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Let’s Be Reasonable: A Conservative Case for Liberal Education, ISBN-13: 978-0691193854



  • Format: PDF
  • Publisher: ‎ Princeton University Press (February 9, 2021)
  • Language: ‎ English
  • 248 pages
  • ISBN-10: ‎ 0691193851
  • ISBN-13: ‎ 978-0691193854

Another appeal for the liberal arts is Let’s Be Reasonable: The Conservative Case For Liberal Education by Jonathan Marks, a professor of political science at Ursinus College. A student of Allan Bloom, the much-quoted critic of American higher education, Marks writes within a conservative tradition, but offers a much more nuanced portrait of higher education than is typical of the hyperbole and hysterics offered by some conservative pundits.

Marks says his aim is to “make a conservative case for liberal education.” In doing so, he also suggests – reasonably – that the criticisms so many conservative pundits love to lob at left-learning colleges often miss the mark. For example, “Regardless of what you may have heard, our universities aren’t governed by balding radicals and their student disciples.”

Still, Marks raises legitimate concerns about the prominence of liberal orthodoxy on many campuses and the capitulation to it that’s become too common: “Although conservatives, for the most part, can work in peace, and although not that many faculty members are on the far left, there is little appetite for challenging conventional left-wing wisdom.”

Marks calls on universities to devote themselves to the work of cultivating reason and pride in “being reasonable,” and he warns that while such work is difficult, “if universities, distracted by other things, fail at it, students and graduates marching under…other banners are unlikely to do themselves or others much good.”

Writing in a personal, often jaunty tone, Marks laments the fact that our colleges too often offer only “bland and scattered justifications” for the liberal arts, a deficiency his book seeks -with considerable seriousness and success – to remedy.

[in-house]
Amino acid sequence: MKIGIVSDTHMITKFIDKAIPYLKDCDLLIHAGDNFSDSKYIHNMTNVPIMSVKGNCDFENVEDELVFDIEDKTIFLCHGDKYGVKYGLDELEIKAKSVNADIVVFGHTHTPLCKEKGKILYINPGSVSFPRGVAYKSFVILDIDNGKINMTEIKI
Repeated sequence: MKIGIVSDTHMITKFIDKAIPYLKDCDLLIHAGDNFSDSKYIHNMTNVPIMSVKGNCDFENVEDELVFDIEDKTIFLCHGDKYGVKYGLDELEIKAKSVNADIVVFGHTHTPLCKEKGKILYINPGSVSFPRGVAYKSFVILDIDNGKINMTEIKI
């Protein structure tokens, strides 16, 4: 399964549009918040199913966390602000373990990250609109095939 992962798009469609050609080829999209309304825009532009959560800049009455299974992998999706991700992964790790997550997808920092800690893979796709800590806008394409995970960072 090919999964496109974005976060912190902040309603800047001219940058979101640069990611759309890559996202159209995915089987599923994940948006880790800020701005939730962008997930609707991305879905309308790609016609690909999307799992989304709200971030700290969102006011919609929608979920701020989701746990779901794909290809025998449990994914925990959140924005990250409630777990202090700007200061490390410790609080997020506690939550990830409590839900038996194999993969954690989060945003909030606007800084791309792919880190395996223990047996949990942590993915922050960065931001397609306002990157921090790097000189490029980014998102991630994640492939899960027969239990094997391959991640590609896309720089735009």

“Jonathan Marks offers a compelling conservative case for liberal education. More important, he also gives us a reasonable and convincing case for liberal education. You don’t have to be conservative―whatever that means these days―to admire this book.”―William Kristol, editor-at-large, The Bulwark

“Wittily, and in the spirit of reasonableness his book champions, Jonathan Marks rekindles a higher education aspiration that has been too dormant: to cultivate citizens eager to found their judgments on more than passion or prejudice. Many fine books promote open inquiry, free speech, and robust discourse on campus. This book explores how we can inspire students to cherish and practice them, on campus and beyond.”―Nadine Strossen, professor emerita, New York Law School, former president of the American Civil Liberties Union

“There is a role for politics in higher education, but it should not be one of enforced conformity. Jonathan Marks’s witty and readable challenge to contemporary practices will not be welcome in all quarters, but that is exactly why it is important.”―Cary Nelson, University of Illinois at Urbana-Champaign, former president of the American Association of University Professors

Let’s Be Reasonable is sharp, concise, engaged, and, yes, funny. It’s high time we saw a conservative plea for liberal education.”―Jonathan Zimmerman, author of Too Hot to Handle: A Global History of Sex Education

About the Author

Jonathan Marks is professor of politics at Ursinus College and a blogger for Commentary magazine. He is the author of Perfection and Disharmony in the Thought of Jean-Jacques Rousseau and has written on higher education for the Chronicle of Higher Education, the Wall Street Journal, and the Weekly Standard. He lives in Collegeville, Pennsylvania.


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